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Kaunitz

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  1. Kaunitz

    Are AT guns too fragile?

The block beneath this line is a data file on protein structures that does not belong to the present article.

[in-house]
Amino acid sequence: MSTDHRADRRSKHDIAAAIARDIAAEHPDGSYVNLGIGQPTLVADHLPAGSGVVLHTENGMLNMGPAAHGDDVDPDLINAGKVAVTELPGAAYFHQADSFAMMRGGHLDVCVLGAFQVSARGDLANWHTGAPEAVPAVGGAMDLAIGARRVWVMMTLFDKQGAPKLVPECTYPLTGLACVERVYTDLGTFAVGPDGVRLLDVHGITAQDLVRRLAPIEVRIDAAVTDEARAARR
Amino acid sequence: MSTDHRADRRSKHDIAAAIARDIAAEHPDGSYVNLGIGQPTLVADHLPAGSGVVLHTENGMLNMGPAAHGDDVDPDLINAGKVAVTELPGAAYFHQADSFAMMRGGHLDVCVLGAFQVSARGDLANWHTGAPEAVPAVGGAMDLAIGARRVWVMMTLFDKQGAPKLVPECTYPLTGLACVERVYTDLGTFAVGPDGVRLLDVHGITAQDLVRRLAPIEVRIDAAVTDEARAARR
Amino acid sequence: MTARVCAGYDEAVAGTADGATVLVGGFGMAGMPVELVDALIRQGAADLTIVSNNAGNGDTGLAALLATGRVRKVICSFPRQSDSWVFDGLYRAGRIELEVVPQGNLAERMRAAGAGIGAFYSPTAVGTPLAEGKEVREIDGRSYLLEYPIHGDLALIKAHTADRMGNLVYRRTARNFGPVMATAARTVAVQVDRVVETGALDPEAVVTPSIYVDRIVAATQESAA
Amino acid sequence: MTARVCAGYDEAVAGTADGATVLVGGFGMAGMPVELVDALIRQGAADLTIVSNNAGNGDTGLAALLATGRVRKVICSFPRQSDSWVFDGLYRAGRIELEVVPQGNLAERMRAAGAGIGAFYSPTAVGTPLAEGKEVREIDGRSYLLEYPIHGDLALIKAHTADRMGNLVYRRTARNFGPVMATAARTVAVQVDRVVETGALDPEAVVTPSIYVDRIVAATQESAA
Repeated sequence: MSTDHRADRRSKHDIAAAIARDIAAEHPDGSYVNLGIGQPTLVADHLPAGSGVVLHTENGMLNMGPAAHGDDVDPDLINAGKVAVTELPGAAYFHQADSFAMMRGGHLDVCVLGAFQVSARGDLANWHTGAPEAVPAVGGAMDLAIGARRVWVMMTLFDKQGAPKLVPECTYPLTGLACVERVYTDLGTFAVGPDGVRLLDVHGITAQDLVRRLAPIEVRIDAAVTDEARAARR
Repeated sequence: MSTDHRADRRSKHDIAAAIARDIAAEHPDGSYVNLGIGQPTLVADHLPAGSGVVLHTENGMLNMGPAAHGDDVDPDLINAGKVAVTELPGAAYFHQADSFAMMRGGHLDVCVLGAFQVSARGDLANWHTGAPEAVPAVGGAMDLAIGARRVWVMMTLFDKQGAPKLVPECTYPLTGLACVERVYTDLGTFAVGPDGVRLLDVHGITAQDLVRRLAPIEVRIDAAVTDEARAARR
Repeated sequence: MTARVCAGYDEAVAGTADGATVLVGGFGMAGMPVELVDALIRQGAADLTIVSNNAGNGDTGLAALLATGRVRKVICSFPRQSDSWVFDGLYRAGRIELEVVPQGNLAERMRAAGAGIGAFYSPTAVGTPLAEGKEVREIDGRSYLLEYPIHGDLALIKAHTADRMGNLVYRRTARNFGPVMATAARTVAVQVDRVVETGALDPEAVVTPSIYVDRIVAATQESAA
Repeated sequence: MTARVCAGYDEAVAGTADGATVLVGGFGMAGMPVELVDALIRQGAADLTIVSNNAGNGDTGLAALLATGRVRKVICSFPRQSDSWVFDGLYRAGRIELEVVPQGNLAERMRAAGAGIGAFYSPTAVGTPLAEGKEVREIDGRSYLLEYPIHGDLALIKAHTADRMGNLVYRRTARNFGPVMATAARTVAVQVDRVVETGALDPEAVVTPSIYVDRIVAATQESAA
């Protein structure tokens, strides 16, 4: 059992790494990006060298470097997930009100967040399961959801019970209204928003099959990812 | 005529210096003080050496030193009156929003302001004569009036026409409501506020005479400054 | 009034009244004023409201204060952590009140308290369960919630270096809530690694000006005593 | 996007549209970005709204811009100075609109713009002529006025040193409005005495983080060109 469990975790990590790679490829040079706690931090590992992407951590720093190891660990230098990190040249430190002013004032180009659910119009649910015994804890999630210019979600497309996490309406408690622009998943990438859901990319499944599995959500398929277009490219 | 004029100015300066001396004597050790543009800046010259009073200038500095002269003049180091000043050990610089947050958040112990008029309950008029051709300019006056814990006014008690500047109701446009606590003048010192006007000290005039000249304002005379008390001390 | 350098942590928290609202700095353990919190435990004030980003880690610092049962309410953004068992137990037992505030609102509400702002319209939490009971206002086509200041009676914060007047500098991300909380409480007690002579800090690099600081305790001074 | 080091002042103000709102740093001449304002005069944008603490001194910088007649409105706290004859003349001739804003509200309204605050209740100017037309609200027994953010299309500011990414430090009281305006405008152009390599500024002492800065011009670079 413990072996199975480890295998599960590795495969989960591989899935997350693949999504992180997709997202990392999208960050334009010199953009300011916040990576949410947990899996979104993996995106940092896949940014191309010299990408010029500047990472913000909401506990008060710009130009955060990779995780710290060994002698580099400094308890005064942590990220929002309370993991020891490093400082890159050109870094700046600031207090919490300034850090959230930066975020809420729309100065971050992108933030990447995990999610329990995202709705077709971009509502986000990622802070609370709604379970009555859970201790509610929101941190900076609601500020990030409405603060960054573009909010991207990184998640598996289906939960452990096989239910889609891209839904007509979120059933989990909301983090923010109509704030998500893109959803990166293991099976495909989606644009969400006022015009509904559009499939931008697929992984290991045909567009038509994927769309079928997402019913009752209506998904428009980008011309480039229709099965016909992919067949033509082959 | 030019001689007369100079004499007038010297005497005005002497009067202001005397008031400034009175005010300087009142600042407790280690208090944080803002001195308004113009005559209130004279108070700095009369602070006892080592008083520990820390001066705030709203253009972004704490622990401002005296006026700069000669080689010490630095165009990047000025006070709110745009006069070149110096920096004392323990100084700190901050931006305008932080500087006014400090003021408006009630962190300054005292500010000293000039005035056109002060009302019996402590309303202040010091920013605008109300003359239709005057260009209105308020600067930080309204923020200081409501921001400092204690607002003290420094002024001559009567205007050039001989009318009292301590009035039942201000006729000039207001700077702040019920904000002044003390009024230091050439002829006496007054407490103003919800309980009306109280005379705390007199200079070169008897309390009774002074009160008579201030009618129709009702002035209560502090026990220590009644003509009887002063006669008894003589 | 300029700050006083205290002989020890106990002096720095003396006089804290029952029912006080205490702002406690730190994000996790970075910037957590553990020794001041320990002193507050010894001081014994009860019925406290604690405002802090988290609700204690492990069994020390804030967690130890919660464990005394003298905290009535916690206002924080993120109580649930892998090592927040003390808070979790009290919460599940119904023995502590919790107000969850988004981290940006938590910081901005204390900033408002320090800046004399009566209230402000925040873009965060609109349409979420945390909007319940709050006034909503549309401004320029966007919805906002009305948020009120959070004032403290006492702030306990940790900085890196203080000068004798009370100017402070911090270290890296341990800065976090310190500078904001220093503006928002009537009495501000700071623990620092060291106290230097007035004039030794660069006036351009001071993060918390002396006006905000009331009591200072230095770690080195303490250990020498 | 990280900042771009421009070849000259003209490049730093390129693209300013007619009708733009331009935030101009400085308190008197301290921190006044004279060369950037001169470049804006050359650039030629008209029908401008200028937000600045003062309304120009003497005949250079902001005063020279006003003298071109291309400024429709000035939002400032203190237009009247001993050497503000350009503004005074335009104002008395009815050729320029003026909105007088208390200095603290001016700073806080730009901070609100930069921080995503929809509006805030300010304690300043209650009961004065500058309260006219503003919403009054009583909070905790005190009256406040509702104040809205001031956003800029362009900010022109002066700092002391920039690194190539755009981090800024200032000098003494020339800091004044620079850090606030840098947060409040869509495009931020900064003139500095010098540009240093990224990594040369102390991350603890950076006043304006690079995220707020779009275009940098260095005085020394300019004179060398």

I'm probably not contributing directly to the main question at hand (how much protection should the shields of ATguns provide) but may be interesting for the side-question (did AT guns manoevure when exposed?). Here is a British brigadier's reflection on how to use AT guns after the battle of Gerbini 19743, where - after a successfull night attack - the British failed to bring up their AT-guns (according to the British doctrine mentioned by Josey Wales) in time to repel the German counter-attack the next morning and were therefore beaten back to the starting line. I've marked the more interesting parts (concerning the usage of AT guns in an attack context) in bold: "2. In view of this experience it appears that our arrangements (contracted in the desert) for reorganising the A.Tk defence of a captured position requires thorough overhauling. In the desert the enemy was generally completely evicted from the captured area, thus allowing some hours of darkness and quietness for reorganisation. In this battle conditions were, as already described, quite different. It seems now that the A.Tk plan for reorganisation down even to the sighting and responsibility of each gun should be worked out beforehand. A.Tk defence should follow up the various stages of the attack, making good ground as it is captured. Guns, particularly Pheasants [=17pdr AT guns], should be sited in the vicinity of the start line to fire well forward; not only in an A.Tk role but also in the close support role firing HE. Support A.Tk guns should be pushed well forward to reorganise on the reserve coy positions when captured, and in turn also to provide close support to the forward coys. Forward A.Tk guns should then be pushed forward to carry out their pre-allotted tasks in the area of the forward coys when those areas are captured. All guns should be carefully camouflaged before the attack, so that they can, should it be necessary, give support initially from exposed positions. The forward movement of the guns should be controlled by a very responsible officer (in case of Bns the 2nd i/c) who should have by his side an arty officer, prepared, should it be necessary, to bring down smoke to cover the forward movement. All ranks in the Bn should understand this procedure so that they can cooperate to the full extent to aid this move forward if [recte: of?] A.Tk guns either by smoke or fire. Finally it seems imperative that each A.Tk Bty should have at least one troop of S[elf]P[ropelled] A Tk guns for quick reorganisation in forward areas."Read more: http://51hd.co.uk/accounts/gerbini_combs#ixzz5KHLj6EUt Also, you may like to check out the 61st AT regiment's journal from July 1943: http://51hd.co.uk/accounts/61_anti_tank_sicily